6 Anderson Uniform Commercial Code § 3-404:8 pp. 147-148 (1984); see also American Travel v. Central Carolina Bank, 57 N.C.App. 437, 291 S.E.2d 892 (1982); Swiss Credit Bank v. Chemical Bank, 422 F. Supp. 1305 (S.D.N.Y.1976).

While determining that William was liable on the promissory notes executed because of his involvement in the 1980 note "renewal," and his signing of the 1981 security agreement, the trial court did not specifically hold that William ratified the signing of his name to the successive notes. As our decision is premised on liability under SDCL 57A-3-404(1), we are called upon to determine whether William ratified the documents, or is precluded from denying the signatures under the doctrine of equitable estoppel.

The suit was on the 1982 note and judgment rendered on it. There is absolutely no evidence in the record establishing a ratification or preclusion regarding the 1982 note. The court found Harlan signed his father's name to this note. It was not a renewal note. The "renewal" of a promissory note means the reestablishment of a particular contract for another period of time. King v. Edel, 69 Ga.App. 607, 26 S.E.2d 365 (1943); P.A. Dufresne v. Hammersten, 61 Idaho 714, 106 P.2d 861 (1940); First Nat. Bank in Albuquerque v. Abraham, 97 N.M. 288, 639 P.2d 575 (1982). Each note signed in this action had a different interest rate. The rate of interest is a material term in a contract. First Nat. Bank, supra; Belt v. Stover, 157 Okl. 176, 11 P.2d 519 (1932).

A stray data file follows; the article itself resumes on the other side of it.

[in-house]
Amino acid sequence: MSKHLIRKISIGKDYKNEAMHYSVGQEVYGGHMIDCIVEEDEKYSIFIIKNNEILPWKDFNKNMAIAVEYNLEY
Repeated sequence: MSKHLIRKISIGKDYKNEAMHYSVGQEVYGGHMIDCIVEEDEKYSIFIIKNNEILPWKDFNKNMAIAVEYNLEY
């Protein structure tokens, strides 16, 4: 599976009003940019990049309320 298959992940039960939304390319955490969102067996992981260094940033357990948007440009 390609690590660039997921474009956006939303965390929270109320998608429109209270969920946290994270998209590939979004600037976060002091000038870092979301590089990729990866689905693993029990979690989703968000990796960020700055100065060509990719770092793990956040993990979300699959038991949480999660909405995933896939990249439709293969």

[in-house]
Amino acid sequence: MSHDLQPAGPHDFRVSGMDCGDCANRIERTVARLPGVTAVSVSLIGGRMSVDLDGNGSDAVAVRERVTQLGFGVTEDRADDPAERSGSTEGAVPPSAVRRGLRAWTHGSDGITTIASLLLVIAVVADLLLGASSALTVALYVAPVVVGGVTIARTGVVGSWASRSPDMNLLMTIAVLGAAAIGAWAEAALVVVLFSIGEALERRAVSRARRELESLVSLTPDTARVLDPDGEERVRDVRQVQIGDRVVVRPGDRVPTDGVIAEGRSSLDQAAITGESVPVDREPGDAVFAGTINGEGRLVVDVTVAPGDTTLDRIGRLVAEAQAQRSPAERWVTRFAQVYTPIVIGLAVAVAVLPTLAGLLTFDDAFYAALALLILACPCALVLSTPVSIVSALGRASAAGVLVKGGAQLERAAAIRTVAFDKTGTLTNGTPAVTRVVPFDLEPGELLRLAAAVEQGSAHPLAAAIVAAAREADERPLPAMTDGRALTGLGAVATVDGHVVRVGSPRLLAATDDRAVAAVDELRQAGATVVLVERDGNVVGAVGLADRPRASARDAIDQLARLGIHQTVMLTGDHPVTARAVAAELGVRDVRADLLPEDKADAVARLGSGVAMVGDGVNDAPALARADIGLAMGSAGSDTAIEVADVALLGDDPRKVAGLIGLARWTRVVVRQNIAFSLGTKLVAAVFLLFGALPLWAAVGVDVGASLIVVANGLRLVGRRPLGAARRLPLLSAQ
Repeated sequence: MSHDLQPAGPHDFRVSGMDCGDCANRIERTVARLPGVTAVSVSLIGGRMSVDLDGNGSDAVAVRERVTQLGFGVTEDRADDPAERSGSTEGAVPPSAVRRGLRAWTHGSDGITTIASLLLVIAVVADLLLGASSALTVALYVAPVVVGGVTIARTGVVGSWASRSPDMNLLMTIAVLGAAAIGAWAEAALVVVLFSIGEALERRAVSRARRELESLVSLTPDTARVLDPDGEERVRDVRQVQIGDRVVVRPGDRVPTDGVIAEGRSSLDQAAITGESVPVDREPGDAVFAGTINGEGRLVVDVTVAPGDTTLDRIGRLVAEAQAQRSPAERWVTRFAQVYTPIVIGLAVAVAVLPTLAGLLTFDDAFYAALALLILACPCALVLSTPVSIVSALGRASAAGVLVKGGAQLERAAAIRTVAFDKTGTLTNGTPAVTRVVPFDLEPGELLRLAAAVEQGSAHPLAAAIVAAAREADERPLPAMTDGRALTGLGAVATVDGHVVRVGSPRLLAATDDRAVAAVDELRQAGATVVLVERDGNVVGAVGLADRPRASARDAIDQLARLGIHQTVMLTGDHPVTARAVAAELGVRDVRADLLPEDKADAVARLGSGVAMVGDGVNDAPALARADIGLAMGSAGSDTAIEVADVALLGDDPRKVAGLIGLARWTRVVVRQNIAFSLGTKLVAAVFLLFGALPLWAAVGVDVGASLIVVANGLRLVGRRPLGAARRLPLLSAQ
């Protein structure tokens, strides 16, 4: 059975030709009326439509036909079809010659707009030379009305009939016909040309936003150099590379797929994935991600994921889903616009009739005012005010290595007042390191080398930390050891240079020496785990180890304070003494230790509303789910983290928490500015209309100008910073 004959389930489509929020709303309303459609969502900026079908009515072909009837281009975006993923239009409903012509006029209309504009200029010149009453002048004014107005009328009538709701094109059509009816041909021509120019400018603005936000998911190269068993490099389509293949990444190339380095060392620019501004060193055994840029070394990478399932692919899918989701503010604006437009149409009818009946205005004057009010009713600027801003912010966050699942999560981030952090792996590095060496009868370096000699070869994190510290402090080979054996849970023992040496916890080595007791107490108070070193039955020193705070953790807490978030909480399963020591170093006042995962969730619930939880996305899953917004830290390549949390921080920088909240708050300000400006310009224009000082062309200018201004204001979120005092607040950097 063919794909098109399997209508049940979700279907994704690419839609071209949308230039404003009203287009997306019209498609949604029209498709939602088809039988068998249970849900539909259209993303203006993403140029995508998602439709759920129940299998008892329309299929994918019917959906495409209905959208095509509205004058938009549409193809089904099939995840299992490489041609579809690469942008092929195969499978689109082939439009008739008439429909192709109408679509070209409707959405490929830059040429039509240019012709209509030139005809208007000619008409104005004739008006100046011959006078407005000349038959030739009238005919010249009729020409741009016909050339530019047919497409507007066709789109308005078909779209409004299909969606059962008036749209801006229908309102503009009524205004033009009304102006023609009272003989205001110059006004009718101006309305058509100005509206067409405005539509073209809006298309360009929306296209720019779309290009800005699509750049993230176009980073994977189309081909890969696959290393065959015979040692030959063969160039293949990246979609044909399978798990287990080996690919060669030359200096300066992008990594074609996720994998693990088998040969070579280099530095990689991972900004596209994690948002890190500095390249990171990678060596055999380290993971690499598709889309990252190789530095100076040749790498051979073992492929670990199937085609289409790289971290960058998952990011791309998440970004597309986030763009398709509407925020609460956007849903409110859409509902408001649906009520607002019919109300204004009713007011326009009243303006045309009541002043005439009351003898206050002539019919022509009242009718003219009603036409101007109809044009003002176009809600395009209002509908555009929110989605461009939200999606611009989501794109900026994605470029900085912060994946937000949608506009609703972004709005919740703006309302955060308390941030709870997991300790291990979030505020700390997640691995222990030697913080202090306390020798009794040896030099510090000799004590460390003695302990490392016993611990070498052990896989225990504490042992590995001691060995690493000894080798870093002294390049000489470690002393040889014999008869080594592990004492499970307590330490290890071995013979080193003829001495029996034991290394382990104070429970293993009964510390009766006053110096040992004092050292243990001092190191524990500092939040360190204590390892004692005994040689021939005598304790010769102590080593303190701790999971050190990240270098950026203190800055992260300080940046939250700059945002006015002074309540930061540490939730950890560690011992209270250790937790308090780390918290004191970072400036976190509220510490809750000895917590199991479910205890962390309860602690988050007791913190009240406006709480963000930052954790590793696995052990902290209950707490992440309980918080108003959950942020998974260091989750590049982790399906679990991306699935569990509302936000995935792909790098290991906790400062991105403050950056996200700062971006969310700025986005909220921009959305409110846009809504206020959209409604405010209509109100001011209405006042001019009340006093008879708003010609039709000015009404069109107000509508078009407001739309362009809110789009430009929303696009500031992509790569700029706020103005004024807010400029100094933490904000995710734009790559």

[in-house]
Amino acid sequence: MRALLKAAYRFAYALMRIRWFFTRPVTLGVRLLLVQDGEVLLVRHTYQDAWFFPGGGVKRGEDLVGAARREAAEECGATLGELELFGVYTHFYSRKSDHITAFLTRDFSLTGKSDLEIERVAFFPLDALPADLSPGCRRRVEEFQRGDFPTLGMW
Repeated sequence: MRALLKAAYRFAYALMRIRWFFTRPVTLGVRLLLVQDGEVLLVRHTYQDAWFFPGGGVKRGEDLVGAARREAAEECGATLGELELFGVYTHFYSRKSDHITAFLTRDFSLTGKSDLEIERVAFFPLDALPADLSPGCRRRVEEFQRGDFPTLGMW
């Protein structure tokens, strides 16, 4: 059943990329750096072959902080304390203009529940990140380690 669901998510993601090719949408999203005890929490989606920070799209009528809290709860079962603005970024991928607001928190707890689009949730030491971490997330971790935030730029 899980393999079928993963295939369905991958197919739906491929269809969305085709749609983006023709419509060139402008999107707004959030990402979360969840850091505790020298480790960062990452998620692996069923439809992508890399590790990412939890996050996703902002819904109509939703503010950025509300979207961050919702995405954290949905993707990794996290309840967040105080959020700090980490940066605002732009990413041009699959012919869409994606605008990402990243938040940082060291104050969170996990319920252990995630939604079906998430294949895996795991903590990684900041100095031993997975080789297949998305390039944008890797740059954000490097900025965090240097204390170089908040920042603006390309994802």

As explained in 11 Am.Jur.2d Bills and Notes § 307, at p. 332:

A renewal signifies the substitution in place of one engagement of a new obligation on the same terms and conditions; that is, the re-establishment of a particular contract for another period of time. An obligation is renewed when the same obligation is carried forward by the new paper or undertaking, whatever it may be. There may be change of parties. There may be an increase of security, but there is no renewal unless the obligation is the same. What makes the renewal is an extension of time in which to discharge the old obligation.

In First Nat. Bank, supra, the Supreme Court of New Mexico held that the change in interest rate from one note to the next constituted a different obligation, stating:

The record shows that the renewal note of October 1979 was executed by FNBIA and Abe Abraham only. Interest provided for in the May 1979 note was 10.5%. The rate of interest provided for in the October 1979 note was 13%. Rate of interest was a material change from prior note and a new indebtedness resulted.

97 N.M. at 291, 639 P.2d at 578.

In Liberty National Bank and Trust Co. v. Dvorak, 199 N.W.2d 414 (N.D.1972), the North Dakota Supreme Court concluded that a subsequent note did not evidence the same obligation because of an increase in the principal debt and monthly payments.

The record in the instant action shows that the original 1978 note provided for interest at a rate of 9%. Thereafter, the interest rate rose on a yearly basis as follows: *43 10% in 1979; 14% in 1980; 17% in 1981; and 17½% in 1982.

We conclude there was no ratification of this 1982 note because it was not a renewal note and ratification is the affirmance by a person of a prior act, which did not bind him. As to preclusion, there is no evidence upon which the trial court could possibly find that William was equitably estopped from denying the 1982 note, as the documents relied upon by the court predated the 1982 note.

The judgment of the trial court is reversed.

FOSHEIM, C.J., MORGAN and HENDERSON, JJ., and HERTZ, Circuit Judge, acting as a Supreme Court Justice, concur.